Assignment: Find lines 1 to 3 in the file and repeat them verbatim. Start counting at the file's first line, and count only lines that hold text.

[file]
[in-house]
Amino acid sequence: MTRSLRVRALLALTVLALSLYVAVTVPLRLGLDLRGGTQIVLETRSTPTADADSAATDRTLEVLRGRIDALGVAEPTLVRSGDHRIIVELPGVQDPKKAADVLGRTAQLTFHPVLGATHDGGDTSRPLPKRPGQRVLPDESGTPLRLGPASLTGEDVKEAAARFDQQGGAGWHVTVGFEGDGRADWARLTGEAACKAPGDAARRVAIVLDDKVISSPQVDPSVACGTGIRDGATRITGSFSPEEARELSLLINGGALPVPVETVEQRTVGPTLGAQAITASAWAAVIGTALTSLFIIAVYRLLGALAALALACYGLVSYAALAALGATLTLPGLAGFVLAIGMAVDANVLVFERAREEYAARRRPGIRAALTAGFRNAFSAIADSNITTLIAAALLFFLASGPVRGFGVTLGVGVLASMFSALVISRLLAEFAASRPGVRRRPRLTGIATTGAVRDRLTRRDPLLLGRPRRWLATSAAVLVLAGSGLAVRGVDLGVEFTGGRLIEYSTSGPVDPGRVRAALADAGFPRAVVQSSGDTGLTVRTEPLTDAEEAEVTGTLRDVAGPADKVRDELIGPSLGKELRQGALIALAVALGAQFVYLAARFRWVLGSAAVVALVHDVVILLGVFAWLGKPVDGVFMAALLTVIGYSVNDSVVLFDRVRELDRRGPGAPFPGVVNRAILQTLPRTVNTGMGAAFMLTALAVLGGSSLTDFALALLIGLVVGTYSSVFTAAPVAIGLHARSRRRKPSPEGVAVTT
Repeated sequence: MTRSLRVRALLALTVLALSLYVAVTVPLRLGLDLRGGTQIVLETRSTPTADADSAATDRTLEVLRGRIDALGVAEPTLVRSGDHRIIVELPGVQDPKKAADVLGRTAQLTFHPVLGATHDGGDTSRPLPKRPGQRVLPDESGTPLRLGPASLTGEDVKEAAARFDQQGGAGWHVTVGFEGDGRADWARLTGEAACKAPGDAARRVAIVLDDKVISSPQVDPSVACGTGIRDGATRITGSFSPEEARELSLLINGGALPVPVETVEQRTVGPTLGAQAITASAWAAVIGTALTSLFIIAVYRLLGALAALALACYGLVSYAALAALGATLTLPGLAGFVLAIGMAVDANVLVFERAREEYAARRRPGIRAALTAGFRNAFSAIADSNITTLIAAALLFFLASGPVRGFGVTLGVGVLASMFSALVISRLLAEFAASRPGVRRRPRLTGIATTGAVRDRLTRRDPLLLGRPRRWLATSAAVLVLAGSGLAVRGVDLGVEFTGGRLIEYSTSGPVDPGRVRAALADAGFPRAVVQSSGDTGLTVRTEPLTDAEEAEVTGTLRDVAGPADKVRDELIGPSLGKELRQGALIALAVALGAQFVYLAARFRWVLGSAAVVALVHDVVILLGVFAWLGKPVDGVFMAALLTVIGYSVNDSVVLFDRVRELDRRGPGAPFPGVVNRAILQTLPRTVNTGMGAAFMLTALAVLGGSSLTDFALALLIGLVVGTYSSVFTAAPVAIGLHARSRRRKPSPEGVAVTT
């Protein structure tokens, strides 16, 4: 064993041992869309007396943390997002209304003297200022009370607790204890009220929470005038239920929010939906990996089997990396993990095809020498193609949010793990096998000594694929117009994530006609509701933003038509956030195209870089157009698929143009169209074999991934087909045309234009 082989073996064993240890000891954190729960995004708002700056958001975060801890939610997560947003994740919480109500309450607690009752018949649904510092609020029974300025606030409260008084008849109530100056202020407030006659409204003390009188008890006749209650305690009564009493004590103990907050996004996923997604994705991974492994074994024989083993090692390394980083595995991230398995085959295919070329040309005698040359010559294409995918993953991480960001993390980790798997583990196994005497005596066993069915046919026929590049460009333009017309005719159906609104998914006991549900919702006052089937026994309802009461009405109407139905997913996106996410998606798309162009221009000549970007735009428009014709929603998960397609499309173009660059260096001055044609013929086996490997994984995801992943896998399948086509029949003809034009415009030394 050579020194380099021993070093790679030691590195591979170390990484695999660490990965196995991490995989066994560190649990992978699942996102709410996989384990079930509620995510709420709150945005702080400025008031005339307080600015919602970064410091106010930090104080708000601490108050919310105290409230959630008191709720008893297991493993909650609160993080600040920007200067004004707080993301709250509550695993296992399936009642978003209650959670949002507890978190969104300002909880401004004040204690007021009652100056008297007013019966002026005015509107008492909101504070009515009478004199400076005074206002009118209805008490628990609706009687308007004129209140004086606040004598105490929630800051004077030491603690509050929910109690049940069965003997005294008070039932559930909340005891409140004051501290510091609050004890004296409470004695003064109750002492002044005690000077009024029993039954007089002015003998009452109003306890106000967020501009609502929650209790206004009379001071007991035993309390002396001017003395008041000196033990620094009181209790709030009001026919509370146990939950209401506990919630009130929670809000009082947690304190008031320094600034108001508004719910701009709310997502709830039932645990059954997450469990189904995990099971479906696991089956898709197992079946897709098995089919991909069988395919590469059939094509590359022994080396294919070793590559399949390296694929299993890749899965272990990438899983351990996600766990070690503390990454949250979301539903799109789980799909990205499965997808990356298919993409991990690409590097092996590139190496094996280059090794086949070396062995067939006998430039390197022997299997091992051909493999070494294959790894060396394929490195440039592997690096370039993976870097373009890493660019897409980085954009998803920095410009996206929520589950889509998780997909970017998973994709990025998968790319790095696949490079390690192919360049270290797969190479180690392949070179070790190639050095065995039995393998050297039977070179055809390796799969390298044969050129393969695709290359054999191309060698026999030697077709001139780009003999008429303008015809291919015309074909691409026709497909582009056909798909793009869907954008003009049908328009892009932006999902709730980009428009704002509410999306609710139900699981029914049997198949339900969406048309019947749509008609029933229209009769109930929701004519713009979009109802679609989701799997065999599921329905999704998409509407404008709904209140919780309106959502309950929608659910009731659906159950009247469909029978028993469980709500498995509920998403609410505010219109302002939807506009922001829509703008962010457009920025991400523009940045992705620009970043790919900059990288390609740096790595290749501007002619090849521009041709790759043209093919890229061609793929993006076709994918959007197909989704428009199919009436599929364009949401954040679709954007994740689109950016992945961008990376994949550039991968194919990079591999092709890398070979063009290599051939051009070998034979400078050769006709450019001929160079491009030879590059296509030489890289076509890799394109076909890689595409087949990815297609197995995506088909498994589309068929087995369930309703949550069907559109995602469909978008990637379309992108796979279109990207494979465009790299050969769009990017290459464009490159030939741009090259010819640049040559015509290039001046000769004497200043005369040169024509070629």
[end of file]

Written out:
[in-house]
Amino acid sequence: MTRSLRVRALLALTVLALSLYVAVTVPLRLGLDLRGGTQIVLETRSTPTADADSAATDRTLEVLRGRIDALGVAEPTLVRSGDHRIIVELPGVQDPKKAADVLGRTAQLTFHPVLGATHDGGDTSRPLPKRPGQRVLPDESGTPLRLGPASLTGEDVKEAAARFDQQGGAGWHVTVGFEGDGRADWARLTGEAACKAPGDAARRVAIVLDDKVISSPQVDPSVACGTGIRDGATRITGSFSPEEARELSLLINGGALPVPVETVEQRTVGPTLGAQAITASAWAAVIGTALTSLFIIAVYRLLGALAALALACYGLVSYAALAALGATLTLPGLAGFVLAIGMAVDANVLVFERAREEYAARRRPGIRAALTAGFRNAFSAIADSNITTLIAAALLFFLASGPVRGFGVTLGVGVLASMFSALVISRLLAEFAASRPGVRRRPRLTGIATTGAVRDRLTRRDPLLLGRPRRWLATSAAVLVLAGSGLAVRGVDLGVEFTGGRLIEYSTSGPVDPGRVRAALADAGFPRAVVQSSGDTGLTVRTEPLTDAEEAEVTGTLRDVAGPADKVRDELIGPSLGKELRQGALIALAVALGAQFVYLAARFRWVLGSAAVVALVHDVVILLGVFAWLGKPVDGVFMAALLTVIGYSVNDSVVLFDRVRELDRRGPGAPFPGVVNRAILQTLPRTVNTGMGAAFMLTALAVLGGSSLTDFALALLIGLVVGTYSSVFTAAPVAIGLHARSRRRKPSPEGVAVTT
Repeated sequence: MTRSLRVRALLALTVLALSLYVAVTVPLRLGLDLRGGTQIVLETRSTPTADADSAATDRTLEVLRGRIDALGVAEPTLVRSGDHRIIVELPGVQDPKKAADVLGRTAQLTFHPVLGATHDGGDTSRPLPKRPGQRVLPDESGTPLRLGPASLTGEDVKEAAARFDQQGGAGWHVTVGFEGDGRADWARLTGEAACKAPGDAARRVAIVLDDKVISSPQVDPSVACGTGIRDGATRITGSFSPEEARELSLLINGGALPVPVETVEQRTVGPTLGAQAITASAWAAVIGTALTSLFIIAVYRLLGALAALALACYGLVSYAALAALGATLTLPGLAGFVLAIGMAVDANVLVFERAREEYAARRRPGIRAALTAGFRNAFSAIADSNITTLIAAALLFFLASGPVRGFGVTLGVGVLASMFSALVISRLLAEFAASRPGVRRRPRLTGIATTGAVRDRLTRRDPLLLGRPRRWLATSAAVLVLAGSGLAVRGVDLGVEFTGGRLIEYSTSGPVDPGRVRAALADAGFPRAVVQSSGDTGLTVRTEPLTDAEEAEVTGTLRDVAGPADKVRDELIGPSLGKELRQGALIALAVALGAQFVYLAARFRWVLGSAAVVALVHDVVILLGVFAWLGKPVDGVFMAALLTVIGYSVNDSVVLFDRVRELDRRGPGAPFPGVVNRAILQTLPRTVNTGMGAAFMLTALAVLGGSSLTDFALALLIGLVVGTYSSVFTAAPVAIGLHARSRRRKPSPEGVAVTT